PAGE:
G-III Apparel Group has instituted sourcing strategies it feels will mitigate the impact of tariffs through expansion of sourcing alternatives, obtaining price concessions from vendor partners in China and implementing selective wholesale price increases.
Sourcing and tariffs
Speaking to analysts last week, Morris Goldfarb, chairman and CEO of G-III, said the company sourced about 80 percent of its production from China, and while overall business has grown dramatically, “we estimate production in China will be down to less than 50 percent this year.”
Goldfarb said G-III has “significant additional sourcing opportunities outside of China over the next several years.”
“For many years, we’ve emphasized our proficiency in our global sourcing capabilities and our strong vendor relationships,” Goldfarb told analysts. “As we’ve shifted production globally, we’ve historically moved with our longstanding vendors who’ve overseen new factory developments. We believe that consistent management oversight and expertise are essential regardless of the country of origin.”
As the risk of tariffs increased over the past six months, Goldfarb said G-III “strategically accelerated inventory receipts from our suppliers, which is reflected in our higher inventory balances as compared to the second quarter of last year.” After meeting with several of the firm’s largest Chinese vendors following the latest round of tariffs, which took effect on Sept. 1, Goldfarb said they’re “extremely supportive in sharing the tariff cost implemented today.”
“Our ability to accelerate inventory receipts, as well as obtain vendor support are expected to minimize the impact of tariffs on our financial results for this fiscal year,” he said.
In addition to China, the company currently sources from Vietnam, Indonesia, Jordan and Caribbean-based countries.
“There is not a country that we are not well positioned in with significant talent sitting in all those countries,” said Goldfarb, adding that “we are poised to move anywhere that we need to move.”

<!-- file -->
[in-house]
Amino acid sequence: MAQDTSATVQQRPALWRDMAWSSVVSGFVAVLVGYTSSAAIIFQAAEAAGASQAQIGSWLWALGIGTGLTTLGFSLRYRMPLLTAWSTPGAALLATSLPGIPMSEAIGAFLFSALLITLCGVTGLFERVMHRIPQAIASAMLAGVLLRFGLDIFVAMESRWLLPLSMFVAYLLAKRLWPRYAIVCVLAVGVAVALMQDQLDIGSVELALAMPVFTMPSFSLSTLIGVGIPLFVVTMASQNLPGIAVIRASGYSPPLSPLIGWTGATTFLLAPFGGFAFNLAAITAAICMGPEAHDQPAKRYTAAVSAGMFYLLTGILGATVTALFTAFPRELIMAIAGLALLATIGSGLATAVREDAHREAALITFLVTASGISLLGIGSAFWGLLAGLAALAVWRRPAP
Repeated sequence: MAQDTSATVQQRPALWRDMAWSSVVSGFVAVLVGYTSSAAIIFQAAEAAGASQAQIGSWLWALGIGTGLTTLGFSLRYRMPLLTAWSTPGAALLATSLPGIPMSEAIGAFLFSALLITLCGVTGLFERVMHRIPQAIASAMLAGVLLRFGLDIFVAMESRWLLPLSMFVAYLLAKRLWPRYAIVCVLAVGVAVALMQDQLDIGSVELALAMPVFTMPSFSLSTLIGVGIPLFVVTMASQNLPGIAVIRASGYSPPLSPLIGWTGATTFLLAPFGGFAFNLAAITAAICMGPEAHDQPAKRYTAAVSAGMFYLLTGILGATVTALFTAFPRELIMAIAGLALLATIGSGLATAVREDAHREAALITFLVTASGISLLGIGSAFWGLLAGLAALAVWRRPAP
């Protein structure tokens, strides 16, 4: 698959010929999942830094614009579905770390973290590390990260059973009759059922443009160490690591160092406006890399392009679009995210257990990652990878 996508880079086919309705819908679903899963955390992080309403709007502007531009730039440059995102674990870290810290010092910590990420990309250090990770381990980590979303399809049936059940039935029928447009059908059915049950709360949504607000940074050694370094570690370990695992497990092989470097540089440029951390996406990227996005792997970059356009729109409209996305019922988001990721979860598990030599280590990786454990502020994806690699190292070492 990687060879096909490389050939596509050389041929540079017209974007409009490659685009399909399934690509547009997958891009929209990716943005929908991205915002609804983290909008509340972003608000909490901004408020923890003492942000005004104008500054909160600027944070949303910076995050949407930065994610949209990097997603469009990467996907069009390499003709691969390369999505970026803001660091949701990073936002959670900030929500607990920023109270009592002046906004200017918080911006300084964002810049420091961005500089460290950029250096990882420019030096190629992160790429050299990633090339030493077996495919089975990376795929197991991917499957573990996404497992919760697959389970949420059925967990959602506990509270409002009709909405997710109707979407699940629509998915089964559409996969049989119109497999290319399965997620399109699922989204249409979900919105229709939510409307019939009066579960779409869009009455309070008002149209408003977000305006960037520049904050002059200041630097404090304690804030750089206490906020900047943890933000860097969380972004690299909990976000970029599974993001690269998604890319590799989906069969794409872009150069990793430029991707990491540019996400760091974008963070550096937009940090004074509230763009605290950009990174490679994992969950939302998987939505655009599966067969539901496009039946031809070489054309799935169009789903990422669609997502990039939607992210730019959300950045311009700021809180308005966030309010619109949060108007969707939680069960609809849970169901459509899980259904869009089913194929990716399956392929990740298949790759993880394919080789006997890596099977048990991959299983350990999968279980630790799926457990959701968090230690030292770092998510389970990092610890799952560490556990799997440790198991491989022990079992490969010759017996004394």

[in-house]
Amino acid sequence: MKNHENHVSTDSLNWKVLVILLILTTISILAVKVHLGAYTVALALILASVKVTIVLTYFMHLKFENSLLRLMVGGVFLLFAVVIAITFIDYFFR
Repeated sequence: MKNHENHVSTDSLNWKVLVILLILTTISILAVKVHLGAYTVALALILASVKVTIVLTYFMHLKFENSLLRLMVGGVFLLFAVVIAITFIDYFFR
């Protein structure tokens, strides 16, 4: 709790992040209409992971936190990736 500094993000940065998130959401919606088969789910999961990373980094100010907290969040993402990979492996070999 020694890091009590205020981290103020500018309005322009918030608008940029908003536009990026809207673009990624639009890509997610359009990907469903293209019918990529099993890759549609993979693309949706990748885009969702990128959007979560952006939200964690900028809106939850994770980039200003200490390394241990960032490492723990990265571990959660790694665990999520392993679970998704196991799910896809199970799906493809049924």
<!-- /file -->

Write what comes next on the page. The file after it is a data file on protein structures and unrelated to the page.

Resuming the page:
However, he stressed, moving all production out of China “overnight” would make G-III a bad risk for investors.
“Once you get your production out of China, your terminal, you can’t bring it back. Those factories will go out of business,” he said.
If it becomes necessary for G-III to cut China sourcing further, to roughly 25 percent, “that would be primarily because of what we believe is a shoe issue,” Goldfarb said.
When it comes to price adjustments, the company has tested price adjustments in its own stores without much success.
“We took the promotional signage off of our DKNY stores, and our business is better….There is no resistance to price increase on good products,” he said. “Price is very helpful and you need to promote products or you need to dispose of products. But if you’re constantly delivering new fashion products, there is the ability of raising your prices. We don’t produce commodities. We don’t produce underwear. We don’t produce dress shirts as a commodity. We produce fashion apparel with primary brands. We have raised prices moderately where we believe it’s effective and our early indicators are that is working as well.”
Tariffs, according to G-III chief financial officer Neal Nackman, are expected to have about a $12 million impact that the company is absorbing for the second half.
Turning to wholesale business results, Goldfarb said the license from PVH Corp. to produce women’s CK Jeans “is off to a very strong start” and has “garnered significant interest and generated a strong initial order book.”
Shipments under the deal will begin for this holiday season. G-III believes it can build a substantial lifestyle women’s CK Jeans business that will grow to $250 million in annual sales over the next several years.
This fits with the company’s internal strategy to make denim a significant classification, according to Goldfarb. This includes the launch of CK jeans, the expansion of the Tommy jeans collection and the future rollout of DKNY jeans.
For Spring, Tommy Jeans will be housed in the jeans area in department stores and also in better specialty stores. Jeans with multiple fits and washes will be available, as well as tops that are softer, all meant to appeal to more casual and younger customers.
DKNY Jeans, Goldfarb said, has potential to be a $200 million to $250 million business possibility, and the entire classification could reach $500 million to $750 million in sales.
“These denim initiatives with some of the world’s most recognized brands will enable us to dominate the category,” he said. “This is exactly what we’ve accomplished in our other classifications such as outerwear dresses, performance and women’s suits.”
As for retail operations, Goldfarb said by the end of this year, G-III will have eliminated more than 140 stores, down from over 350 stores, which represents approximately a 40 percent decrease in Bass and Wilsons stores.
“We are being aggressive in finding a solution for the remainder of our own retail operations,” he said.
The company’s DKNY and Karl Lagerfeld stores reflected low-single-digit positive sales comps for the quarter, despite the reduced traffic in high volume tourist centers where many of these stores are located, Goldfarb noted.
“For the second half of the year, we anticipate performance benefits at DKNY and Karl Lagerfeld stores as a result of improved product and store design,” he said.